By Ochereome Nnanna
TO deregulate the oil sector or not to deregulate it is an issue. When to do so is even more of an issue. The logic of deregulation is beginning to catch on, even among sections of organised Labour. The success of the liberalised telecoms sector is a very persuasive example to cite.
However, telecoms has never been as greasy, contradictory and cult-prone as the oil sector. The evils that come out of oil are as many as the good that it serves, but telecom is a straight business that does not seem to leave pain in its trail for anyone to suffer.
To a lay person like me, deregulation means allowing market forces to determine the prices of petroleum products and giving the business completely over to the private sector. Those who attack the impending deregulation of the petroleum downstream in Nigeria have very sound, valid and emotionally appealing argument.
According to them, throwing the oil products market open at a time the countryâ€™s refining capacity is almost zero is like throwing the ordinary Nigerian citizen to the wolves.
Petrol, diesel and kerosene constitute the ordinary Nigerianâ€™s last men in defence. Because we do not have access to public power supply, we buy petrol to power our noisy little boxes called generators.
Without petrol and diesel, most economic and domestic activities will grind to a halt in Nigeria.
There are no functional railway services and water transportation exists at the primitive level. All that we have to move on are roads, and the largest and worst maintained road network belongs to the federal tier of government.
Nigerians daily hit the roads hustling to eke a living. Deregulating the fuel products at this time will amount to crippling economic activities and subjecting the citizenry to untold hardship. Prices will not only hit the roof but the products might become scarce, especially in far-flung parts of Nigeria.
Matters have not been helped by the Federal Governmentâ€™s sudden admission a week ago that its promise of upping the national electricity capacity to 6,000 megawatts by the end of this year will no longer be met.
Assuming that deregulation is introduced at the same time when power supply will climb from the current 2,000 toÂ 6,000 megawatts, there will be a welcome cushion to blunt the bite that will descend as a result of its attendant prices increases.
It is based on these and other ideological aspects of the argument that Labour and some civil society groups have staunchly opposed deregulation.
However, based onÂ experiences about the rapidly deteriorating capacity of the Federal Government to provide services of any sort to the citizenry, I am persuaded to sue for the end of government involvement in the fuel business, except as a regulator.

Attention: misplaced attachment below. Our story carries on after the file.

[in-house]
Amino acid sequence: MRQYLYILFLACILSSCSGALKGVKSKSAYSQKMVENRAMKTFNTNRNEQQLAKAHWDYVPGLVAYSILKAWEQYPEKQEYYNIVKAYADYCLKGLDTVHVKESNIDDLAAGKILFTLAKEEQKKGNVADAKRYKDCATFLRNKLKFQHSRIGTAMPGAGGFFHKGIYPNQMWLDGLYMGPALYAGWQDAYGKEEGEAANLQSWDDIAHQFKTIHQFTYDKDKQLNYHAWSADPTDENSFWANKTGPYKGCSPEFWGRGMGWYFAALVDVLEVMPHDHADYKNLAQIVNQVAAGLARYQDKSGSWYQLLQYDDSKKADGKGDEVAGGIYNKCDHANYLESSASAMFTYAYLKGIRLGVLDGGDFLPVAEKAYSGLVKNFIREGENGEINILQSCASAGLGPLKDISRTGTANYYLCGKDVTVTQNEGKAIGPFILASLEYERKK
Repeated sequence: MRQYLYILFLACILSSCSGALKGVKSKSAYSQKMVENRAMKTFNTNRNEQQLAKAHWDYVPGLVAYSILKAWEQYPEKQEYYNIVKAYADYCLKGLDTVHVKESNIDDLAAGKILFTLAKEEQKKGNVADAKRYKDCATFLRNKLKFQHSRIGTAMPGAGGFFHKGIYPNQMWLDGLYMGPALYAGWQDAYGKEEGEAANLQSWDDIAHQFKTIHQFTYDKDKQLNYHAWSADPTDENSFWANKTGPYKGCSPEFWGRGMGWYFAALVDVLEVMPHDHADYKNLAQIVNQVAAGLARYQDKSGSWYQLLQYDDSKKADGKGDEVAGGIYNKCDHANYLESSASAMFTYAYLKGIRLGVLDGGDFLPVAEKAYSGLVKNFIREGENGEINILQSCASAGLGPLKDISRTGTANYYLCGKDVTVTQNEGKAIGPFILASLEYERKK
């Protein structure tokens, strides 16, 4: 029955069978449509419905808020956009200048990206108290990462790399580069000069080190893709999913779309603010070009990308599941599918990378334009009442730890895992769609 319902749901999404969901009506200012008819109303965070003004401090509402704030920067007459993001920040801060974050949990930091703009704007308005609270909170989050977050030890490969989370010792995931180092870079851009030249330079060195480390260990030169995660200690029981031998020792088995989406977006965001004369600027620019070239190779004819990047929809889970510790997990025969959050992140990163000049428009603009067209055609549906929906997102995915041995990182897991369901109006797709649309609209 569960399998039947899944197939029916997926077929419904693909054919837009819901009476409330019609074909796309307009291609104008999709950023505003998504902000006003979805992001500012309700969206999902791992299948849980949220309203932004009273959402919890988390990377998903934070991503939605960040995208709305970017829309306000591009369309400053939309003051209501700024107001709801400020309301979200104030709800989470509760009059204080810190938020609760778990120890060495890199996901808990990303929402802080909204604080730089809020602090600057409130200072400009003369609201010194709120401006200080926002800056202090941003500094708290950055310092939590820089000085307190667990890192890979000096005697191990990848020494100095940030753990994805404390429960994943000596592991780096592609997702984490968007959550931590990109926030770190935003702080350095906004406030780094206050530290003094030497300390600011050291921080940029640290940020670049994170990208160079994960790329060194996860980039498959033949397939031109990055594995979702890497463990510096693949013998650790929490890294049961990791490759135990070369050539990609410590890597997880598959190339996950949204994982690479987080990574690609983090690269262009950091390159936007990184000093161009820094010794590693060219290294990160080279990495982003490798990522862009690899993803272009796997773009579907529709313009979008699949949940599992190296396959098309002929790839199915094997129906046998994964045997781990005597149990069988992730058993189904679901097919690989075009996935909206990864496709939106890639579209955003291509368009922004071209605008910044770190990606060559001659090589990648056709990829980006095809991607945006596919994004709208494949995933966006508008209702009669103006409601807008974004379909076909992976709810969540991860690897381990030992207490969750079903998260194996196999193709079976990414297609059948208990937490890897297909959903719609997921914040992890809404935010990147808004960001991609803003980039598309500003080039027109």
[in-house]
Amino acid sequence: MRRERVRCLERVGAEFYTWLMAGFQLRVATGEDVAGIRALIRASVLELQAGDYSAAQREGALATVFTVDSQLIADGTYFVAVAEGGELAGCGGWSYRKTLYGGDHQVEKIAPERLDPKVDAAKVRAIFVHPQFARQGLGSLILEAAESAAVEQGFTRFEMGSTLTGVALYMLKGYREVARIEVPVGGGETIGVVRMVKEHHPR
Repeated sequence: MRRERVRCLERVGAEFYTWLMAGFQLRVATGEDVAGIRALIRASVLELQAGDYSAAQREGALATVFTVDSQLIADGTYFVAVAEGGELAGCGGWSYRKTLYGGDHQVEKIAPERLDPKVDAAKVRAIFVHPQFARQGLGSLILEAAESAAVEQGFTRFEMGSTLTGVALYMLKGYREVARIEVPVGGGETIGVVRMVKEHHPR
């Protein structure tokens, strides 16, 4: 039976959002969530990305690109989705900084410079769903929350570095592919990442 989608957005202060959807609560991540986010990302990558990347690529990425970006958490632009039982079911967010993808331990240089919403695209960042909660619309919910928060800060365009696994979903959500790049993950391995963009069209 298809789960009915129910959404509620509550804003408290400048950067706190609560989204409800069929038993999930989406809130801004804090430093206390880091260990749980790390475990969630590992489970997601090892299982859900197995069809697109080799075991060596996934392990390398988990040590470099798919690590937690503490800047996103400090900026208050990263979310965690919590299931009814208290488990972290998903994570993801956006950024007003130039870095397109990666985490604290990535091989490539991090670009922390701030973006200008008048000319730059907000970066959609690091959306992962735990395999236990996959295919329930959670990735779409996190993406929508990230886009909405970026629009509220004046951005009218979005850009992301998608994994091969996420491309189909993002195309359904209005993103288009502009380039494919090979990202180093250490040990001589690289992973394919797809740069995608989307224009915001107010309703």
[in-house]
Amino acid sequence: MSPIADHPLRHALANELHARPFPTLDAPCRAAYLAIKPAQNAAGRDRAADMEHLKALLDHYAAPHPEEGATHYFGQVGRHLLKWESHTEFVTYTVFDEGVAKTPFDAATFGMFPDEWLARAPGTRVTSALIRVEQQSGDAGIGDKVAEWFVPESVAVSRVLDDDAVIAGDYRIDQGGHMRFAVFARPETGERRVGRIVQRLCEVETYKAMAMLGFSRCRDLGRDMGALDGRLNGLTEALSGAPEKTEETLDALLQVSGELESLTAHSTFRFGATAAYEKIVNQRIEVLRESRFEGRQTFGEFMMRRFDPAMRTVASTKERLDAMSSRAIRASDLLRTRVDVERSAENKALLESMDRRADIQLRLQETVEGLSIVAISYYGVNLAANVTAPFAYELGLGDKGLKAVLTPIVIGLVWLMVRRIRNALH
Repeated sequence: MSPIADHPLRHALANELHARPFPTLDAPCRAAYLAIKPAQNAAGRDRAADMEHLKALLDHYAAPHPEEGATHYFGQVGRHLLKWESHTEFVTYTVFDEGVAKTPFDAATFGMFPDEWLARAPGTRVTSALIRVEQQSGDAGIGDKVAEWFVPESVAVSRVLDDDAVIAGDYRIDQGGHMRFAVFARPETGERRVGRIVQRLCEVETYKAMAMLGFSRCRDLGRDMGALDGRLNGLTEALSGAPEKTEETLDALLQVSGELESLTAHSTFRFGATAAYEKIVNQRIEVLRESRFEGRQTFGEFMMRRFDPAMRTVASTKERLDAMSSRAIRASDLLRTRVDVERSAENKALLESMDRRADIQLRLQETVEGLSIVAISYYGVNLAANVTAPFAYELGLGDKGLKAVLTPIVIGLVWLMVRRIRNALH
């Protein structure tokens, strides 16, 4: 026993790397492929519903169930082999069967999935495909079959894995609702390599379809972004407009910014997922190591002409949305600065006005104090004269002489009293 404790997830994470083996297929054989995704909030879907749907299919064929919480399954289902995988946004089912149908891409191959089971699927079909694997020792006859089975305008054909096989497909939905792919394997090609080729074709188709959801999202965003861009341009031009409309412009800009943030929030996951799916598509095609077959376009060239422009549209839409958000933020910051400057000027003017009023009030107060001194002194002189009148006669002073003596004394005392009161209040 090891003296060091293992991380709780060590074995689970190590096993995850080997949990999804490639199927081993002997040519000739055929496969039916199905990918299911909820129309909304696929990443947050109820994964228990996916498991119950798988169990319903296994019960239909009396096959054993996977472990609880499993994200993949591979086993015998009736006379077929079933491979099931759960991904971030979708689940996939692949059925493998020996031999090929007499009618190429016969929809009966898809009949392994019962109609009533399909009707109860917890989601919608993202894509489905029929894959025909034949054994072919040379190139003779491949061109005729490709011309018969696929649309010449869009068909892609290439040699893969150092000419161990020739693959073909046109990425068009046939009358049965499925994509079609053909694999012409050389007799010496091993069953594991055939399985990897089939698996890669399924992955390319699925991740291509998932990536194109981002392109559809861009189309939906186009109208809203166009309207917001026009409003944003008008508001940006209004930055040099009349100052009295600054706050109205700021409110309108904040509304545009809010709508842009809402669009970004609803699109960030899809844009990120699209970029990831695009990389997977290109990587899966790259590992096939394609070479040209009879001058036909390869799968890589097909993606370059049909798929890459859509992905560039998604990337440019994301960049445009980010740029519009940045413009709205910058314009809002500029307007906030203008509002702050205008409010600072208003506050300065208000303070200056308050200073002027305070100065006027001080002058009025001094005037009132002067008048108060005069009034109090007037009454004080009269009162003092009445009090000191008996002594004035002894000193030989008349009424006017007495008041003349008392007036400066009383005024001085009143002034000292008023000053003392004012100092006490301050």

It makes no sense insisting that a government that has demonstrated its inability to repair and operate the refineries must continue to spend our money in that direction.
Government has also confessed its powerlessness to deal with the so-called cabal that freeloads on the over N600 billion it spends every year to subsidise fuel imports. Government has admitted its own failure. What is the need of insisting it must keep trying?
Must we apply the Gabriel Igbinedion dictum of when pikin fail for class e go repeat (when a child fails in his class he will repeat; his answer to charges that his son, Lucky, former Governor of Edo State, was a failure and should not go for a second term).
Let us close our eyes and remove governmentâ€™s involvement in fuel supply once and for all. In any case, Nigerians in the East and far North have never really benefited from government subsidy of petroleum products. They had been deregulated in those areas long ago. Deregulation wonâ€™t be news to them. They will only welcome the rest of Nigeria to the club.
Let us go through the necessary short term hardship that will follow it. With time the forces of demand and supply will strike equilibrium. When the pricing and regulatory environments become attractive enough, investors will rush to establish refineries in Nigeria, just as we have seen in the telecoms sector. Nigeria is an investorâ€™s gem as a result of our large population which is hungry for the provision of modern necessities of life.
Labour should stop opposing deregulation per se. Rather, they should argue for adequate soft landing, such as guaranteed supply and prevention of undue exploitation by the marketers. Labour can even form cooperatives and become an importer en route to becoming a refiner of petroleum products just like other interested investors. If government could help make Labour a major force in the transport business it can be persuaded as part of the cushioning process to assist it to become an importer and later refiner.
How should we spend the N600 billion? The answer is simple. Return to the General Sani Abacha formula- the Petroleum Trust Fund (PTF) deal. Within the three years the PTF existed, General Muhammadu Buhari, its Executive Chairman, was able to effectively intervene in critical sectors of the economy, especially infrastructure.
All we need to do is to channel the N600 billion into three critical areas: education, infrastructure (roads and railways) and power.
We must not use it to increase the salaries of civil servants who add little or no value to the economy. Let us take away the money from the cabals and channel it to areas where it will have multiplier effects.
Failing to deregulate now amounts to postponing the evil day and greasing the vicious circle. Once we enter February 2010, deregulation should come into full effect.